LOTRO Legendarium: A trip back through LOTRO’s expansions

Now that we’re in the thick of Lord of the Rings Online: Mordor (which I’m still enjoying very much), my mind has taken a turn back to look over 10 years of gameplay updates and expansions.

It’s bizarre to think back to a time when the entirety of the game was merely eight or nine zones crammed up in Eregion. While there’s still plenty of Middle-earth to uncover and explore, the ensuing decade vastly opened up the game world and took us on a journey that spanned from Bag End to Barad-dûr.

It all starts to blur together after a while, particularly after alternative leveling regions were added, the epic story was changed to be more solo accessible, and the studio experimented with different forms of content delivery. I felt like taking a quick trip through the expansions that brought us to where we are today. Because… why not, really?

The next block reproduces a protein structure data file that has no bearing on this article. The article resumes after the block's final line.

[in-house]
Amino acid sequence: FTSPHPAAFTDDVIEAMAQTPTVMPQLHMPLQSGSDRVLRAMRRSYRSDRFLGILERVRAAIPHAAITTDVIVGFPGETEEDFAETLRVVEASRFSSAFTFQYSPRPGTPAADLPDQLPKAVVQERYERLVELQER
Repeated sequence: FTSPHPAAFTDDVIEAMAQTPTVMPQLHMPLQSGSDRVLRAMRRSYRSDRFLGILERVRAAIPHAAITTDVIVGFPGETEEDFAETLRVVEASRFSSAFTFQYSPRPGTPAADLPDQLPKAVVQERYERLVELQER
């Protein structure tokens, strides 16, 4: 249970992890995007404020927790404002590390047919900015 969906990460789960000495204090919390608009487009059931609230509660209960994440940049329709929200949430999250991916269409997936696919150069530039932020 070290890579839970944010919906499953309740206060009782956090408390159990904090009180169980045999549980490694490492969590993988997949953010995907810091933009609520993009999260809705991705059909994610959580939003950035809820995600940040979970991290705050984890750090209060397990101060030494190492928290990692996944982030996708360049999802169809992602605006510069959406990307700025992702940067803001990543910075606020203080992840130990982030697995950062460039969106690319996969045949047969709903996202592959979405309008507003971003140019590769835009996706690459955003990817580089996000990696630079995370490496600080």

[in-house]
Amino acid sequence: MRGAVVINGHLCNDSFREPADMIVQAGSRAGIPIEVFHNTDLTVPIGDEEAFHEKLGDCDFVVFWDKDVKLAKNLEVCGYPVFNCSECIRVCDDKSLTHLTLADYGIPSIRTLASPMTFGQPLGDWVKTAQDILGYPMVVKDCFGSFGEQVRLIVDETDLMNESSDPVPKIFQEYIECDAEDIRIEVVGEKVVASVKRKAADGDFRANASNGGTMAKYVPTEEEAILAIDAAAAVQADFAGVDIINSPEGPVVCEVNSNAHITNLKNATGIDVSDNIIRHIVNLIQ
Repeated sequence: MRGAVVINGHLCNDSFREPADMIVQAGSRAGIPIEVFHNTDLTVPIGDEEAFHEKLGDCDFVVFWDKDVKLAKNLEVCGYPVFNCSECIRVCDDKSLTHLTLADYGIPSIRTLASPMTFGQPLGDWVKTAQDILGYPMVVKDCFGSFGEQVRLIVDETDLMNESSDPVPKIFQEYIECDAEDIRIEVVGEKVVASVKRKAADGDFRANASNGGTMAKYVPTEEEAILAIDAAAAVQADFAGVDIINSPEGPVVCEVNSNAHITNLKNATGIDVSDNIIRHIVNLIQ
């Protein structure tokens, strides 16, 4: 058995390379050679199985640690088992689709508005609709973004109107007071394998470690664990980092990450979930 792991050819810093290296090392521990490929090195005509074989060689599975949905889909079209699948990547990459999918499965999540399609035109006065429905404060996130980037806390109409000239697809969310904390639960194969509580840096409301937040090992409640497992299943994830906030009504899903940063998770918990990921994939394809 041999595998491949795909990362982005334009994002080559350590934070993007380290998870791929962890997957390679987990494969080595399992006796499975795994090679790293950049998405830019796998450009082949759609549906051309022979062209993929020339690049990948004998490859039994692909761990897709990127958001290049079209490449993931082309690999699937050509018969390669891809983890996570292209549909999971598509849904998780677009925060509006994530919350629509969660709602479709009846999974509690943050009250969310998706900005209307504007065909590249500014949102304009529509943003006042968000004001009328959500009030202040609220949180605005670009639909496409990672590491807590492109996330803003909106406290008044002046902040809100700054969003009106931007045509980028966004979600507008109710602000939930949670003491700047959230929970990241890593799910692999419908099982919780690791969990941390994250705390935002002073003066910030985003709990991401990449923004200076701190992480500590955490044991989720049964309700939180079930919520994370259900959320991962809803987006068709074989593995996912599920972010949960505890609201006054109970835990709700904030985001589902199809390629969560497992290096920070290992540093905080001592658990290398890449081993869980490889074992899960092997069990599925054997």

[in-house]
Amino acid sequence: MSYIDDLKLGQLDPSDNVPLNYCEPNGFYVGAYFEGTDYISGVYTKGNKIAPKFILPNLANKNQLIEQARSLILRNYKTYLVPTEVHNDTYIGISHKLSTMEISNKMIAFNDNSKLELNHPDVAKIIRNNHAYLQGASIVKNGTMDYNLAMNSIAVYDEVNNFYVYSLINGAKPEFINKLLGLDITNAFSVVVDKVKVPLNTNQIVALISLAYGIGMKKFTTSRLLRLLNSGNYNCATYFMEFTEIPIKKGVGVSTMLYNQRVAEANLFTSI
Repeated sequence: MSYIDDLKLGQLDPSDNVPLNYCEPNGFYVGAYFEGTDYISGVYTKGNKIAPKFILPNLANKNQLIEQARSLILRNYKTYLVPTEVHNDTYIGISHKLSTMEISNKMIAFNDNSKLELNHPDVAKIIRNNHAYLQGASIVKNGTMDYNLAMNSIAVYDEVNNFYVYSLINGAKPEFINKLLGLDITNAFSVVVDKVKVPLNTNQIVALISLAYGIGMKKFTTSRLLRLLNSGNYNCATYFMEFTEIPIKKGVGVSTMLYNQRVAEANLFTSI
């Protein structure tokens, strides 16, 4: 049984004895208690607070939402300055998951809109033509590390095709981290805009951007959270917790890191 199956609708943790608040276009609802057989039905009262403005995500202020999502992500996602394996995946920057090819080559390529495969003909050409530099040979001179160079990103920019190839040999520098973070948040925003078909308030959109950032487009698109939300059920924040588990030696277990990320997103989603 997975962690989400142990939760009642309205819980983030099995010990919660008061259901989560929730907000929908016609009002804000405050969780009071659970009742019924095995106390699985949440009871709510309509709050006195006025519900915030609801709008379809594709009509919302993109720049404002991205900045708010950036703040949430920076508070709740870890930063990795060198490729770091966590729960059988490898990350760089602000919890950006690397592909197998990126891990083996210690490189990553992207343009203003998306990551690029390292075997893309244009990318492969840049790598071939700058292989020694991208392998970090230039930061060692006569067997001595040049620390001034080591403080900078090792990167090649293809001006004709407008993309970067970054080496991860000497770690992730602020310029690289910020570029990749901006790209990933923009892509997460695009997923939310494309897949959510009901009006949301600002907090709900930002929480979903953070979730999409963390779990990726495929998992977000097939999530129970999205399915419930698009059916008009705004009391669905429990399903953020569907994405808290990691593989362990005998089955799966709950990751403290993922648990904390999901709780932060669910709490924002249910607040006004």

Mines of Moria: November 2008

LOTRO’s first expansion remains, to this day, one of its most significant. With the popularity of the launch and the excitement over moving into one of the books’ most iconic areas, the dev team knew that they were under the gun to deliver. And deliver they pretty much did.

Players entered into Moria to find one of the largest underground regions ever created for an MMORPG, one that would take them months to fully explore. The expansion didn’t stop there, adding two new classes (the Rune-keeper and Warden), the legendary item system, six more books to the epic story, and dynamic lighting. The level cap was increased from 50 to 60 as well.

While Moria does get a bad rap from players who feel claustrophobic in its depths, I think it’s still a pretty amazing space that showed how much LOTRO was willing to experiment and stretch as the story started to leave Eregion. And that Lothlorien addition at the end of the expansion cycle gave us a beautiful and memorable zone to cap things off.

Siege of Mirkwood: December 2009